But while his multitude of tricks and flicks may fade as time goes on, his smile will always remain.
Zico was a player with amazing technique, vision, an unmatchable passing range, plus the ability to finish.
Pelé once said: “throughout the years, the one player who came closest to me was Zico,” handing the former Flamengo man the nickname ‘white Pele’.
He played more than 800 times for the Brazilian club, scoring 539 goals, but known as one of the best passers of the ball, he is arguably one of the greatest players to play in the 1970s and early 80s.
His record will be tainted slightly due to not winning any of the three World Cups he played in around a period where Brazil were dominant, meaning in some eyes it’s hard to measure up to some of the other Samba legends.
Let that take nothing away from his ability to bend and manipulate the ball with both feet though. A dead-ball specialist, he was Beckham before you could get paid for wearing fancy pants.
5. Michel Platini
FIFA named the Frenchman the sixth greatest player of all-time in their Player of the Century vote and it’s hard to argue with the three-time Ballon d’Or winner.
Michel Platini was exceptional with the ball at his feet, he was easily one of the best passers of his generation. Another dead ball specialist, he was deadly from distance and cool from the penalty spot. Deceptively quick, able to play anywhere in the attack, he was another playmaker that also seemed a step ahead of the opposition.
Not blessed physically, he never looked like an athletic or gifted athlete, but despite concerns over his fitness and work-rate, put the ball at his feet and he would find a way to beat you.
Le Roi would get the better of you in the air or on the ground, take apart your defence with a killer pass or a silky dribble, there was nothing he couldn’t do. A hero as a player, winning the 1984 European Championships with France, his off-the-field career hasn’t been able to match that success.
4. Johan Cruyff
The creator of his own move, the father of total football, an influencer of the game like we will never see again. A legend for both Barcelona and Ajax, Johan Cruyff was a genius. The Dutchman, who did some of his best work out wide, would drift into all different areas of the pitch, finding space the defence didn’t even know was there.
Pushing and pulling his markers from wide areas, back to his own penalty area, he was a nightmare to mark and a joy to behold. Perhaps the most creative player of not only his generation, but of anyone to play the game.
Cruyff had it all: technique, speed, great acceleration, vision to pick a pass and the skill to beat his man when nothing was on. A tactical brain that has probably still to be matched, he saw things both on and off the pitch that players can still only dream about replicating.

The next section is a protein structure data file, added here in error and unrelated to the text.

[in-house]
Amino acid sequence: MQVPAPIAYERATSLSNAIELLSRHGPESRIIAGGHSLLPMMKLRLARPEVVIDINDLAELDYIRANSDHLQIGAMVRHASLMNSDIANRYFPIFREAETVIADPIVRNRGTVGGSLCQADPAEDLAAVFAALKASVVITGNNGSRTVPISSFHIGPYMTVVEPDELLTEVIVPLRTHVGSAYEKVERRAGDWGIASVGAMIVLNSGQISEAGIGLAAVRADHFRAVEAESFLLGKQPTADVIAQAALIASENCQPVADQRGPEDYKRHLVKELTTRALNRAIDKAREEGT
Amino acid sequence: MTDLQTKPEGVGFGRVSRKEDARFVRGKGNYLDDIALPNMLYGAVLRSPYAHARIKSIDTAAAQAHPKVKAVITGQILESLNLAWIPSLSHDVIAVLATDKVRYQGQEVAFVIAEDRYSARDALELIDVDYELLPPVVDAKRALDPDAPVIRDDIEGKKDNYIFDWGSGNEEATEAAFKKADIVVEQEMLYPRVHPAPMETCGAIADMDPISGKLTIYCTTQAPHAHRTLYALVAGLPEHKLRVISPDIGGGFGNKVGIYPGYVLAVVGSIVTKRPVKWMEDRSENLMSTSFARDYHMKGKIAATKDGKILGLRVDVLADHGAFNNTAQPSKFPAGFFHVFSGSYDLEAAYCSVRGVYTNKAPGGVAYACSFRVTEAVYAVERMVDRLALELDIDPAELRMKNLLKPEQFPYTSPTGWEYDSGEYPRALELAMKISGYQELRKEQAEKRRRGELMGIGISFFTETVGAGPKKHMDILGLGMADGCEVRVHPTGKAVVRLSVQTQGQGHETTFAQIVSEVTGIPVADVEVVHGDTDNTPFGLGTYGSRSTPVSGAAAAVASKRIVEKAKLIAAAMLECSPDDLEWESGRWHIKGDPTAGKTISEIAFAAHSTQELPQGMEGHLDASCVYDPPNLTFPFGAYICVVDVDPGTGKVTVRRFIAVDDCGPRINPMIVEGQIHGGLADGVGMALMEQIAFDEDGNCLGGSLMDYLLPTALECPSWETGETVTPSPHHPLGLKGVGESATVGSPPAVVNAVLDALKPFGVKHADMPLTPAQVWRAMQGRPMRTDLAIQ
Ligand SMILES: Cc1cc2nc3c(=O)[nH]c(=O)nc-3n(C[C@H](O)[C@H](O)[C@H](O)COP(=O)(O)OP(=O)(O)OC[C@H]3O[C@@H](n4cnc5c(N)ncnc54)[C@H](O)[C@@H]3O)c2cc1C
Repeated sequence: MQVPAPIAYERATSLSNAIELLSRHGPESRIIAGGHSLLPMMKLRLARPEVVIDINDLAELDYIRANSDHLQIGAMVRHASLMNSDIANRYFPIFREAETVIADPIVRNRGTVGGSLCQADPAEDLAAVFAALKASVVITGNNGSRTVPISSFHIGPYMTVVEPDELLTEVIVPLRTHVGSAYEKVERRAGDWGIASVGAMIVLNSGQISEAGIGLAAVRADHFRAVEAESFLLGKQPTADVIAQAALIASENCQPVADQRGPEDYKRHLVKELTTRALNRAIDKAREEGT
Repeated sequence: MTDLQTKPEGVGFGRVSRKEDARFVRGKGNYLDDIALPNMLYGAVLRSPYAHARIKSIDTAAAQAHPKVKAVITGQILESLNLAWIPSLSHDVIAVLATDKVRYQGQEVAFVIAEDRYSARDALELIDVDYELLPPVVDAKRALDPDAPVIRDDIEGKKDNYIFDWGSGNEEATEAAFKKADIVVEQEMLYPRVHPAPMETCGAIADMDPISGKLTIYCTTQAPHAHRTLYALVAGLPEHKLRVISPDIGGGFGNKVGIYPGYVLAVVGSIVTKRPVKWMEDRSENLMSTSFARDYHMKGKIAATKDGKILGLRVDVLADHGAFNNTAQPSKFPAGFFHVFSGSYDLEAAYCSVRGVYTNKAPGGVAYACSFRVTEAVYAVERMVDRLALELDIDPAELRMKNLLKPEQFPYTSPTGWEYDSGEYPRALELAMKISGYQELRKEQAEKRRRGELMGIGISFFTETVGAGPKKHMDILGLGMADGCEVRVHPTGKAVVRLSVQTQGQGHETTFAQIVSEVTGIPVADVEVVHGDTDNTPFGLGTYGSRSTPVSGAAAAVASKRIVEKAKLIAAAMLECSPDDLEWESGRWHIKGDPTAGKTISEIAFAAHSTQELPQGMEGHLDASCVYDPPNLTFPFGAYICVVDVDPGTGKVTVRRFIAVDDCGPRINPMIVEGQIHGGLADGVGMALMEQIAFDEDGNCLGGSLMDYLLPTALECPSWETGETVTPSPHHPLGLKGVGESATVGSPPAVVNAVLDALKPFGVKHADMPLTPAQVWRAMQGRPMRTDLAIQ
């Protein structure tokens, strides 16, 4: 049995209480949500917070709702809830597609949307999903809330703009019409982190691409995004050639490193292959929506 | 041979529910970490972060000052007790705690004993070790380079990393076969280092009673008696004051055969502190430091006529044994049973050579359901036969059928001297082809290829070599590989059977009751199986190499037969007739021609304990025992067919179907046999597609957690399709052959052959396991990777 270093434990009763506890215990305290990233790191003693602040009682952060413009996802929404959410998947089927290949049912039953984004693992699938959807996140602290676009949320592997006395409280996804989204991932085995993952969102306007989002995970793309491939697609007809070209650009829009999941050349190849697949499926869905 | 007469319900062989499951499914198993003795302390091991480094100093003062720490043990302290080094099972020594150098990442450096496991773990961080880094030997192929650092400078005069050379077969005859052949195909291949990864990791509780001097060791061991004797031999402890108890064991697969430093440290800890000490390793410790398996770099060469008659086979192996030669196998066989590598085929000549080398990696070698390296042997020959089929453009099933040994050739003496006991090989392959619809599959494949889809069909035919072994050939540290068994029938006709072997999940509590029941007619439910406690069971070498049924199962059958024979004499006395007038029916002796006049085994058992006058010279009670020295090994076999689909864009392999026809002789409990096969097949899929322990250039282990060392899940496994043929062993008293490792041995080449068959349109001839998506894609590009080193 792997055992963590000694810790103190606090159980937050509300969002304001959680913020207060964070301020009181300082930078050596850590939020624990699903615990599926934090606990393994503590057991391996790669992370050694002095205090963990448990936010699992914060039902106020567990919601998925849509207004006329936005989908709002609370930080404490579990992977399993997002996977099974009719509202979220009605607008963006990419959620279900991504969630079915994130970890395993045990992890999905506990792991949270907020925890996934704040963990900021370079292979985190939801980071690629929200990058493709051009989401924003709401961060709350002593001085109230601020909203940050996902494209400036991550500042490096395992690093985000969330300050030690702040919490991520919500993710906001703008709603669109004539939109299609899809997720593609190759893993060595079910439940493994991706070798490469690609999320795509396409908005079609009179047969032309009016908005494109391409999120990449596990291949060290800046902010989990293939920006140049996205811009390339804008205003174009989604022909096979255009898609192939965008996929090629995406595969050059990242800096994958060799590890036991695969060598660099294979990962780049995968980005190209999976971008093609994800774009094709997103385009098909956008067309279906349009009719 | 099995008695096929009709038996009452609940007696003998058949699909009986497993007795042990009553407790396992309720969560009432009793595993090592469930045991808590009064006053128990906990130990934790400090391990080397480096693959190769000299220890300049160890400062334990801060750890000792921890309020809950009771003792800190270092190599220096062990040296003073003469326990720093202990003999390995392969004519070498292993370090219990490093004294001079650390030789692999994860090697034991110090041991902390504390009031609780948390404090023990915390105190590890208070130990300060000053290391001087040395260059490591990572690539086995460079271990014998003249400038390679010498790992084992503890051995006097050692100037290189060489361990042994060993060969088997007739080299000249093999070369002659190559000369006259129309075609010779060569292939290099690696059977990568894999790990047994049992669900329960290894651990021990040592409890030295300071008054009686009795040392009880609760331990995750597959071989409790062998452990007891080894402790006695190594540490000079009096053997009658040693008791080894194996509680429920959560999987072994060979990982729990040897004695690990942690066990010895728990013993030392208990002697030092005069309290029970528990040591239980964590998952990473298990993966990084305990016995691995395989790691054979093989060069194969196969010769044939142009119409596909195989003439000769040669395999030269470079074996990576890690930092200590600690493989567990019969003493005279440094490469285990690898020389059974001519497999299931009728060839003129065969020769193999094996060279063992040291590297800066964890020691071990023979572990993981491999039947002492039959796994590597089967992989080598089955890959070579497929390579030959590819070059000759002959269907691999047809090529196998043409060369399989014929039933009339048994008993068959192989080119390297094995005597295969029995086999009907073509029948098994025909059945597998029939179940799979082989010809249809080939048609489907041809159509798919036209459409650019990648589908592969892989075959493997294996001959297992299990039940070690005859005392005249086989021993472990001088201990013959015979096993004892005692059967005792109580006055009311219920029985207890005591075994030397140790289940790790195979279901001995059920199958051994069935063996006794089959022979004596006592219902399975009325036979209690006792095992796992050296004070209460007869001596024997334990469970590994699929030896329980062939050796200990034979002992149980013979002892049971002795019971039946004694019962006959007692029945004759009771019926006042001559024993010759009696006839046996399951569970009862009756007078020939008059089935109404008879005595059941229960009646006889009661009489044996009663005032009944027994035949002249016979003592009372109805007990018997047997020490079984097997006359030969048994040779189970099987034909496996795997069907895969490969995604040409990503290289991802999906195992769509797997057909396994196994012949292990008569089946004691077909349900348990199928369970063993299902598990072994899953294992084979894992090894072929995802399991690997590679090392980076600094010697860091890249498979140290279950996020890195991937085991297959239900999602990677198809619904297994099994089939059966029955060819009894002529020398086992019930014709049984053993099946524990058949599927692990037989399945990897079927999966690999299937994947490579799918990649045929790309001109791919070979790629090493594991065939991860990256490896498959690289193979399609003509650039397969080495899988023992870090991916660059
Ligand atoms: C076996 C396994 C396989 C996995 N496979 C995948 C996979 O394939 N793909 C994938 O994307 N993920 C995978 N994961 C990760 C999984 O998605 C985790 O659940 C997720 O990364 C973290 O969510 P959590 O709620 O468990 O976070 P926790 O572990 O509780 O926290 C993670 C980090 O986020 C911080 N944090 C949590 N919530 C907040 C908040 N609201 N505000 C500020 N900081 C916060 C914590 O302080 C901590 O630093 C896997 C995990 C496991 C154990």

3. Alfredo Di Stefano
A legend and pioneer before his time, Alfredo Di Stefano was perhaps the original support striker. Named by Pele, Eusebio and John Charles as the most complete player they ever saw, his 376 goals in 522 games give him a much-deserved mention as one of football’s best number forwards, but it was his ability to drop off the front-man and become a creative force that made him stand out.
Real Madrid class him as their greatest ever player and his partnership with Ferenc Puskas handed Los Blancos unparralled success at the time – winning five European Cups. The Argentine-born, Spanish international won two Ballon d’Ors and eight Spanish league titles and is one of the best players to ever kick a ball.
2. Diego Maradona
Your views on Diego Maradona depend on your age and your nationality. The pantomime villain in England, his performance against the Three Lions make him a cult hero in his home town of Buenos Aires.
His stocky build and bullish frame made him a nightmare to stop when he picked up a run of speed. Blessed with a low centre of gravity, he could twist and turn beyond multiple players in the blink of an eye.
Seemingly winning the 1986 World Cup on his own, you almost felt like he could have achieved that feet taking on the opposition himself. His greatest attributes were his dribbling, magnetic close control and that burst of acceleration that seemed almost superhuman.
1. Lionel Messi
Not many would put this little Argentine wizard above the great Diego, but sometimes we are blinded by nostalgia and the great players of the past.
In 20 to 30 years’ time, no one will blink an eye-lid at naming Lionel Messi as the greatest creative attacking player ever.
What’s even more impressive, he also holds the record for the most assists in La Liga history. While he will always find a way to score, he won’t do so at the behest of his team.
Even his transition into a ‘False 9’ would see him drop back, pick up the ball and begin a large majority of Barcelona’s attacks.
With eight league titles, four Champions League medals, five Ballon d’Ors and more records than Madonna, it’s frightening that he’s only just 30. There is still more to come from this little magician.